The shift from cure to care has a strong impact on support schemes. Social and cultural values are increasingly re-negotiated by different actors involved in elder care. We explore whether and to what extent this potential crisis strengthens resilience and agency of care-receivers and care-givers.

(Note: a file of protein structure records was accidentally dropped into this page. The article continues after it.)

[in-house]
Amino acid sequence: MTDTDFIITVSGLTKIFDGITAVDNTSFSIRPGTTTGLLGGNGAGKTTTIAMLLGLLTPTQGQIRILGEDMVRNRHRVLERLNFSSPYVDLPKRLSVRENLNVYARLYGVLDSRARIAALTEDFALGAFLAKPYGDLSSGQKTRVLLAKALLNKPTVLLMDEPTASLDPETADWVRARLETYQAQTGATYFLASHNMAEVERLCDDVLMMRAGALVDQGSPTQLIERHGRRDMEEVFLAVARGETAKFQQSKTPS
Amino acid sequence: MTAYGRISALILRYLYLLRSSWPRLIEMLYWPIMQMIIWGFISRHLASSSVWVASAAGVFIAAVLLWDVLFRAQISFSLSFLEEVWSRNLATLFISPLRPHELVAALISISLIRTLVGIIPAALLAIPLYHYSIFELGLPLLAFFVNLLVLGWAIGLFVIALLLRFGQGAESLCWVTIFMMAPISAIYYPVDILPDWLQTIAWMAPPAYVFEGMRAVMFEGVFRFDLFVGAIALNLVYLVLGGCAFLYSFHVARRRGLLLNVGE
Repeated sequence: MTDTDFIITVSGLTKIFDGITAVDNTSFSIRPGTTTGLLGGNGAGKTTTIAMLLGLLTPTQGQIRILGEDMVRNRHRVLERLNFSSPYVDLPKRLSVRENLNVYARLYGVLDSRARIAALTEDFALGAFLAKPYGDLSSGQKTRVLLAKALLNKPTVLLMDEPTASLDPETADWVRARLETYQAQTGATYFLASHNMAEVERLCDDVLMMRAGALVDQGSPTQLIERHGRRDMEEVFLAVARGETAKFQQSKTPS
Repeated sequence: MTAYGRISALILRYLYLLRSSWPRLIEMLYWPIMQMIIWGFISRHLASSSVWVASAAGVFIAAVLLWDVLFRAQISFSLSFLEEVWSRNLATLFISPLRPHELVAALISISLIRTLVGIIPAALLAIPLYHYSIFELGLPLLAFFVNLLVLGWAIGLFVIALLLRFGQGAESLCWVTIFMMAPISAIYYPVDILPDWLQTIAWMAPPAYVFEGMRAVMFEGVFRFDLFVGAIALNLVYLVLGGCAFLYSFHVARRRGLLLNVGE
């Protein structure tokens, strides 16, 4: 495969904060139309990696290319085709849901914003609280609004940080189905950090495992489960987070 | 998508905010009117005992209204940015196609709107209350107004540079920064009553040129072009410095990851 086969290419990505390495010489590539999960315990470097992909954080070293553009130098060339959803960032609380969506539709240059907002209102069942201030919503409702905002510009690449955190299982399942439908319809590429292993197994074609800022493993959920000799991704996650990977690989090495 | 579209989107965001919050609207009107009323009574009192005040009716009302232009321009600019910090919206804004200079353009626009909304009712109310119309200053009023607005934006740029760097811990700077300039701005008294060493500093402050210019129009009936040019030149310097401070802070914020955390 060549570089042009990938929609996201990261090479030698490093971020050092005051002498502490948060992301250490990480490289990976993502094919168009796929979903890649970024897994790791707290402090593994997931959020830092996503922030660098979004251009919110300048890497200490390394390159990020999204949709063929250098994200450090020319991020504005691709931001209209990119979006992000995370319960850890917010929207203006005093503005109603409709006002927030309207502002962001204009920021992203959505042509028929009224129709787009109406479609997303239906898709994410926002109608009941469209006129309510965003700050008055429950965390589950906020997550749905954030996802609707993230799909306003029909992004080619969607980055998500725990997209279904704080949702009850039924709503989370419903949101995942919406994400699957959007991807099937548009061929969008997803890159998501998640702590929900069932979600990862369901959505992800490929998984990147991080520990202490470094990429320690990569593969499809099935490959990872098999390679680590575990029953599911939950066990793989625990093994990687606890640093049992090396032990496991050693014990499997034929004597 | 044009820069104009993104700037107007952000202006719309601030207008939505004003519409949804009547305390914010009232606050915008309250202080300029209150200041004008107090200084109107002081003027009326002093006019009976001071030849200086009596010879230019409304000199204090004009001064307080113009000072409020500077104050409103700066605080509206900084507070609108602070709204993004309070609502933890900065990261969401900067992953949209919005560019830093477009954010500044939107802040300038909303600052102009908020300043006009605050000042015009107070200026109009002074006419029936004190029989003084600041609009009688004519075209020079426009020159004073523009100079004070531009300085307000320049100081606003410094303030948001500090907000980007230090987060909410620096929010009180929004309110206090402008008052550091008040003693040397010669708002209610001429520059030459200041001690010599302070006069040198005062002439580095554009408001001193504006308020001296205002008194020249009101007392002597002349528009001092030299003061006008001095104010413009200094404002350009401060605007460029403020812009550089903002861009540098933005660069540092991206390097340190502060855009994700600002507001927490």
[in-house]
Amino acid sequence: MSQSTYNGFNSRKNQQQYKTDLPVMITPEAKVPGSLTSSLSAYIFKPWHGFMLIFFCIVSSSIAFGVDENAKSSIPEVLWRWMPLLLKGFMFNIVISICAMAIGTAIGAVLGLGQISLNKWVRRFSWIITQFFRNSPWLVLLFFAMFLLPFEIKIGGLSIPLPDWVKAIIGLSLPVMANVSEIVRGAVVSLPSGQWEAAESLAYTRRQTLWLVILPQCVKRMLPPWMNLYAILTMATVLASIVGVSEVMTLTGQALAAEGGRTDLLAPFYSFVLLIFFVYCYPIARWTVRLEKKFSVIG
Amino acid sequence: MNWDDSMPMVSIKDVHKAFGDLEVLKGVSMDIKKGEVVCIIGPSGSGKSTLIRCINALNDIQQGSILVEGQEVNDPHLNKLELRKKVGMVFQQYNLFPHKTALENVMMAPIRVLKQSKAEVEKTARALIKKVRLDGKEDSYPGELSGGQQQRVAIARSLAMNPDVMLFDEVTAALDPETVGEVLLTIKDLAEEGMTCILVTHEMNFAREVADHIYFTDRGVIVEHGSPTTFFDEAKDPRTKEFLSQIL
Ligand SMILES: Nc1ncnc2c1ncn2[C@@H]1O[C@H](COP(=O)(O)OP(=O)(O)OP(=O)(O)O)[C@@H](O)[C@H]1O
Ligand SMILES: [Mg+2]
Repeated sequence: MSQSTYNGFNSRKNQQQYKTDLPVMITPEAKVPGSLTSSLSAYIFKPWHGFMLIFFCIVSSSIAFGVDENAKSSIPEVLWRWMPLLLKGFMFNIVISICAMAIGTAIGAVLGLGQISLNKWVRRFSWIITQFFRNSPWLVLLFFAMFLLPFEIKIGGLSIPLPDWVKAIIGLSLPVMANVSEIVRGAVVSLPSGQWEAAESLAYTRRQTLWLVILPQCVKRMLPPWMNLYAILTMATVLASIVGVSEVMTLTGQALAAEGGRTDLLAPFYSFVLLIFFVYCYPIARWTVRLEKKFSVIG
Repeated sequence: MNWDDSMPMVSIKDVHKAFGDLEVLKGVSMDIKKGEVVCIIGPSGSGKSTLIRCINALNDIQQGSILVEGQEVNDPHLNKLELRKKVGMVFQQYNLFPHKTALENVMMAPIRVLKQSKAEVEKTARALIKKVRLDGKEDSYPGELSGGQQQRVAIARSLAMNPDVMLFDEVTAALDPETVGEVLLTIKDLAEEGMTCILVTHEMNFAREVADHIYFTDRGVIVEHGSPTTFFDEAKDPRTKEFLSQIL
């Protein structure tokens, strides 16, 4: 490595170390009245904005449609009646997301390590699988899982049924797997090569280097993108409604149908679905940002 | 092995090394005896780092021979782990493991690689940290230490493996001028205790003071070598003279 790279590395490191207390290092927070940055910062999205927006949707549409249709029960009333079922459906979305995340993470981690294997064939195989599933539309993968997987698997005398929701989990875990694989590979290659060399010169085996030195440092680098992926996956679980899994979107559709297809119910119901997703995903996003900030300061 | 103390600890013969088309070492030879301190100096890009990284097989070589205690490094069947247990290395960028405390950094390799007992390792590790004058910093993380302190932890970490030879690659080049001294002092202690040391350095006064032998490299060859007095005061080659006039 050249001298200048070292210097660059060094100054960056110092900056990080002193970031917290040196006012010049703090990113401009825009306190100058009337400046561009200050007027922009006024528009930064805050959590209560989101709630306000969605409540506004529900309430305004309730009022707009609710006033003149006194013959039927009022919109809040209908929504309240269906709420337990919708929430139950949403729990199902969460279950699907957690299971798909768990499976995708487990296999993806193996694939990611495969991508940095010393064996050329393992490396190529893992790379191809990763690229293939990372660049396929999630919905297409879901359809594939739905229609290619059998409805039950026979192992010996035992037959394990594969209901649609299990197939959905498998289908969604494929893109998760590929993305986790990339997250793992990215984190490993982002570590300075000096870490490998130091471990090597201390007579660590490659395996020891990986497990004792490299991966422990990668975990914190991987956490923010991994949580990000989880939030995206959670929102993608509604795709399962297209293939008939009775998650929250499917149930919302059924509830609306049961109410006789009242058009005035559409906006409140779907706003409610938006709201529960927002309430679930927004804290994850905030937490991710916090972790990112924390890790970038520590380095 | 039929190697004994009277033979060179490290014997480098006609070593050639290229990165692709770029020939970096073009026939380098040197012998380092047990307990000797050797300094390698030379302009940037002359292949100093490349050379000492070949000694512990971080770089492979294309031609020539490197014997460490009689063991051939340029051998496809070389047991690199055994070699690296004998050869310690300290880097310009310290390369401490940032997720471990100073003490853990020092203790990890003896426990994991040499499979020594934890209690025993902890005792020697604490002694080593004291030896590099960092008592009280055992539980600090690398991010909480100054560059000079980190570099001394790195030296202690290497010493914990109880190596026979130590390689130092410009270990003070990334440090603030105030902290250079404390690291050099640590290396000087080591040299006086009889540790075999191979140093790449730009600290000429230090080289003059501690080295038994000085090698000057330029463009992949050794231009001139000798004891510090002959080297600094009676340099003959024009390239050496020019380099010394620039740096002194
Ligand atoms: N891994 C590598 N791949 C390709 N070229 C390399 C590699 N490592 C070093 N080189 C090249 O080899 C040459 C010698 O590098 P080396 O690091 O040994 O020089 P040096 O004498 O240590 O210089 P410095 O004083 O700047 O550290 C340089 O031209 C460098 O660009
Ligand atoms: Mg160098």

On-going demographic, epidemiological and social transformations along with urbanisation and change of lifestyle in most Asian, African, and Latin American societies lead to a distinct shift of health priority from cure to care. Starting from a broad 'care' understanding, which represents the moral quality of life in society and embodies both attitude and process directed towards the other and towards the future, we shed light on related values in elder care and explore how they are challenged in everyday practice. We encourage participants to explore how solidarity, trust, power and gender in elder care is re-conceptualised/re-presented by different groups of actors, which aged people are most vulnerable/resilient to failing care, and where potentials arise from elder care. Reflections on newly emerging issues (eg perspective of care-givers; increasing commercialization of care support) are welcome. We wish to examine how elderly individuals experience their well-being in institutionalized care settings worldwide. Finally, we also want to explore how migrants cope with increasing care needs 'at home' and utilize their transnational resources.